Nocardia was first described by Nocard in 1889. Nocardia comprises a group of gram-positive, weakly acid-fast, nonmotile, aerobic bacteria that form branching filaments that may fragment into rods or coccoid elements (10). Nocardiosis is a rare infection caused by strict aerobic actinomycetes of the Nocardia genus present in the soil that are not commensal organisms in animals or humans (11). Although there are a number of Nocardia species, only a few cause disease in humans, specifically N asteroides, N brasiliensis, N otitidiscaviarum (caviae), N transvalensis, N farcinica, and N nova. N asteroides accounts for the majority of all nocardial infection (12).
Nocardiosis has become a significant opportunistic infection in the last 2 decades due to the increase in the number of immunocompromised patients that has occurred with advances in organ transplantation and cancer chemotherapy, and the emergence of the acquired immunodeficiency syndrome (AIDS) (13). CNS involvement constitutes the most severe form of nocardiosis, and it typically presents as a brain abscess (13). CNS nocardiosis has been described in patients with SLE (10) and those receiving corticosteroid treatment (14). To our knowledge, no other case of CNS nocardiosis has been previously reported that presented with cerebellar hemorrhage in a patient with SLE. Justiniano et al reported a case of CNS nocardiosis in a patient with SLE following immune suppression for lupus nephritis (15). The diagnosis was delayed for several months and the patient developed ring-enhancing brain lesions; however, the patient was successfully treated. In our case, the presentation was much more acute due to the cerebellar hemorrhage leading to a prompt diagnosis.
Nocardiosis usually arises from direct inoculation of the skin or soft tissues or by inhalation. Nocardia are facultative intracellular pathogens that interfere with oxidative killing mechanisms and fusion of phagosomes and lysosomes, and block phagosomal acidification after being taken up by phagocytes (16). The host's defenses against nocardial infection rely on the integrity of neutrophil, monocyte, and lymphocyte functions (16). Impaired cell-mediated immunity such as that caused by corticosteroids and other immunosuppressive therapy or AIDS is an important risk factor for nocardiosis. Abnormal monocyte or neutrophil functions such as defective phagocytosis and free-radical generation also predispose to nocardial infection (17).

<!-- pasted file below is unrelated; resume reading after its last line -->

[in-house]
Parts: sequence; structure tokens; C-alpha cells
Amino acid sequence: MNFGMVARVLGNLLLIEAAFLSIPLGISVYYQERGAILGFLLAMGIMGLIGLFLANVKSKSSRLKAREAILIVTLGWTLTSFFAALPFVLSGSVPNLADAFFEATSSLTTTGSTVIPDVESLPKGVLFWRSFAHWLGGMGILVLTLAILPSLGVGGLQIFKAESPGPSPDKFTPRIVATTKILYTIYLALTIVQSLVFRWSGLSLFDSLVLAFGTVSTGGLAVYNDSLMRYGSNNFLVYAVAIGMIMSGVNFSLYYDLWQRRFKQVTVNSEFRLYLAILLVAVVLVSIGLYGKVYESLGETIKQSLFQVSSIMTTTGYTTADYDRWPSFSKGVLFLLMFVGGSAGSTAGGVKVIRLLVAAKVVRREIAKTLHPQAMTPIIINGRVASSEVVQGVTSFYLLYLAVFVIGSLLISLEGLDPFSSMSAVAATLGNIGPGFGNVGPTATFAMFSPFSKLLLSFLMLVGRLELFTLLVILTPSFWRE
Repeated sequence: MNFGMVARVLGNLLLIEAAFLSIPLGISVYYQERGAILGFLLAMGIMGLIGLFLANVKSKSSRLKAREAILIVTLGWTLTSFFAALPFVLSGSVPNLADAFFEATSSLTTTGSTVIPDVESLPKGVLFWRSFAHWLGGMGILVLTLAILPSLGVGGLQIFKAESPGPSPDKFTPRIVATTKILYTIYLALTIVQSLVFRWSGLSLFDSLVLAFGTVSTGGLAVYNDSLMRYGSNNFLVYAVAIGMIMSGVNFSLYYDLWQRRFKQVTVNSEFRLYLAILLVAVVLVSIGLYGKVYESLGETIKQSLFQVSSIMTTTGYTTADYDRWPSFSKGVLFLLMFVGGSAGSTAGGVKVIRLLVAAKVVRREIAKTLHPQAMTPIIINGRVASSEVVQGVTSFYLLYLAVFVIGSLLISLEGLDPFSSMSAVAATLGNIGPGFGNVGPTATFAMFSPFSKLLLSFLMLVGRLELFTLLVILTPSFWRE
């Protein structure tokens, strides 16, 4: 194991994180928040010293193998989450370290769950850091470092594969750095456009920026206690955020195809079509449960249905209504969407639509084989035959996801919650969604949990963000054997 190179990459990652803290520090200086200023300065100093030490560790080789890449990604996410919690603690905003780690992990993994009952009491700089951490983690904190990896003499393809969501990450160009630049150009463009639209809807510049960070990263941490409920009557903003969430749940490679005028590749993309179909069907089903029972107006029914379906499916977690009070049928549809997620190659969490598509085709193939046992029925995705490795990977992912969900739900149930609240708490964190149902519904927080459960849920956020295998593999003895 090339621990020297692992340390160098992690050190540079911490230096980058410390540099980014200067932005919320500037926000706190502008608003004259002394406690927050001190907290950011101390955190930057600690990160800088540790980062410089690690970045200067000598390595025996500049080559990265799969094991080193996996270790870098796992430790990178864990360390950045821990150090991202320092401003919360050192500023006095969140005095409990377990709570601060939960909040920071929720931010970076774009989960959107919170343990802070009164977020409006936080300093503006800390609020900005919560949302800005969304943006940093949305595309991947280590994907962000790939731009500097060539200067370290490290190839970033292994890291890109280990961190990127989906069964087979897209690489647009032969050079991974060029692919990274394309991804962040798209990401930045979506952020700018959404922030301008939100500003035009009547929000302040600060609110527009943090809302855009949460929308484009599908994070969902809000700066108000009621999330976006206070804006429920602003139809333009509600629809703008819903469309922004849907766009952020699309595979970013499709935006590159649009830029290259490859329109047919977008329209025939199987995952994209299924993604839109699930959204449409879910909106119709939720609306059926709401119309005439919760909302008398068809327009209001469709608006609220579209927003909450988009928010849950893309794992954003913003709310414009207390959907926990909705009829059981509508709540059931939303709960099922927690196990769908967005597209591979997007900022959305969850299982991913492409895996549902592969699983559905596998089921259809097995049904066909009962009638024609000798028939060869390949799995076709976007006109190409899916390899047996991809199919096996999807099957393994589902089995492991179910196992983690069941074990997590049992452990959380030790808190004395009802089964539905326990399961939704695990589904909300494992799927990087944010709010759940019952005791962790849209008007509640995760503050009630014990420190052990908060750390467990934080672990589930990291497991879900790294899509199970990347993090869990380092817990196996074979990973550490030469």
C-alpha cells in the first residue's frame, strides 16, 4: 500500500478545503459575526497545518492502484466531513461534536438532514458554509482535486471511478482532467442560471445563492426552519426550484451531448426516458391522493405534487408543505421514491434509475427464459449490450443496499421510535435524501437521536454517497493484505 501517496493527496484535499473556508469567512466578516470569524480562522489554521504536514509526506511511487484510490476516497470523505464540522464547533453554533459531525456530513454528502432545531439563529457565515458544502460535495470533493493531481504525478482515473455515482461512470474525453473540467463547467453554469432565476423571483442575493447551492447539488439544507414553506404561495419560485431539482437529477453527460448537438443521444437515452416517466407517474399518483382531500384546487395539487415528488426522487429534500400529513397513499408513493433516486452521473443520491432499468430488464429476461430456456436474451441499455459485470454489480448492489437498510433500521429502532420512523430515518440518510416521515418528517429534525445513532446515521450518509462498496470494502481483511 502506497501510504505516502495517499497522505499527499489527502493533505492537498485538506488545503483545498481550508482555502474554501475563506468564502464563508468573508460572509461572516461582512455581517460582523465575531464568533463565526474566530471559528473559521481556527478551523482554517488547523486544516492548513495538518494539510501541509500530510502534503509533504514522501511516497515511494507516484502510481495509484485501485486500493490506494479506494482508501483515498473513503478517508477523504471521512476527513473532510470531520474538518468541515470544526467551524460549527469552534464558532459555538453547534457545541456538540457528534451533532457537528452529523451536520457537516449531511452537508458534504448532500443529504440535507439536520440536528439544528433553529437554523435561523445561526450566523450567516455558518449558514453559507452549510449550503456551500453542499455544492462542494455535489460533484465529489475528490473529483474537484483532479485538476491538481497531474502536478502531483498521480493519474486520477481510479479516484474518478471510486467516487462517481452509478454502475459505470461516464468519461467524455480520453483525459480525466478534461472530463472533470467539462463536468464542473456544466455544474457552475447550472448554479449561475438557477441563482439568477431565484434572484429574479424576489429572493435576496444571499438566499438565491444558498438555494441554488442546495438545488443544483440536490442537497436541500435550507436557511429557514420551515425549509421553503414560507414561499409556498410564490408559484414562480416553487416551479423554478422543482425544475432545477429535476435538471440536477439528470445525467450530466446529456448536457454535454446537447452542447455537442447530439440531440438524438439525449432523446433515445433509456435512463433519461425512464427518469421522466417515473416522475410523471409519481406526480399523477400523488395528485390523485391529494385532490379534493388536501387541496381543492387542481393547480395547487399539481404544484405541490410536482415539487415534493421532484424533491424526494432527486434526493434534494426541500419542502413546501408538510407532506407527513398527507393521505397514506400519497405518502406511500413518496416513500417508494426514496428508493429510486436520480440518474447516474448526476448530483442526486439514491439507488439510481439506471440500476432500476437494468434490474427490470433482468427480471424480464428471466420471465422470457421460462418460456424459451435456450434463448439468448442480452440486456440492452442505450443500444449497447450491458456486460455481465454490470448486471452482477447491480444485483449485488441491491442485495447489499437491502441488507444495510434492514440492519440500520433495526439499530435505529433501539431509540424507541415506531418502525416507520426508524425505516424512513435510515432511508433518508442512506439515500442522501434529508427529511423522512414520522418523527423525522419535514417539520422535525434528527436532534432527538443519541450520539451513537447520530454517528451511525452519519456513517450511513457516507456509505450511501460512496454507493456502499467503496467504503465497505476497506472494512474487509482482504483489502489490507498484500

Because tropism for the cerebral tissue has been observed experimentally with Nocardia (18), seeding of the CNS may follow hematogenous spread from any focus. N asteroides is responsible for approximately 80% of noncutaneous invasive disease and for most systemic and CNS involvement (16). In cerebral nocardiosis, coexisting nocardial infection outside the CNS occurs in up to 71% of patients (19). In our case, Nocardia was not isolated from any other site, although the primary source of infection was presumably by inhalation.
Upon review of the current literature on nocardiosis and SLE, we found several case reports and case series describing the typical features and presentation of these patients. Pneumonia, nodules, and abscesses have all been described in patients with pulmonary involvement with subsequent hematologic dissemination to the CNS, skin, and subcutaneous tissues (20). CNS nocardiosis typically presents with a brain abscess, and patients with this infection have symptoms such as headache, confusion, fever, and seizures (4). Mok et al studied 215 patients with SLE and found 6 cases of nocardiosis, giving an incidence of ∼2.8%. All except one were caused by N asteroides. The lung was the commonest site of involvement (81%), followed by the CNS (13%). The mortality was high (35%), especially when the CNS was involved (75%) (10). Another survey of 36 cases of nocardial bacteremia by Kontoyiannis et al showed a mortality of 50%, rising to 85% in the severely immunocompromised (21). Involvement of 2 or more contiguous organs also carries a worse prognosis (22).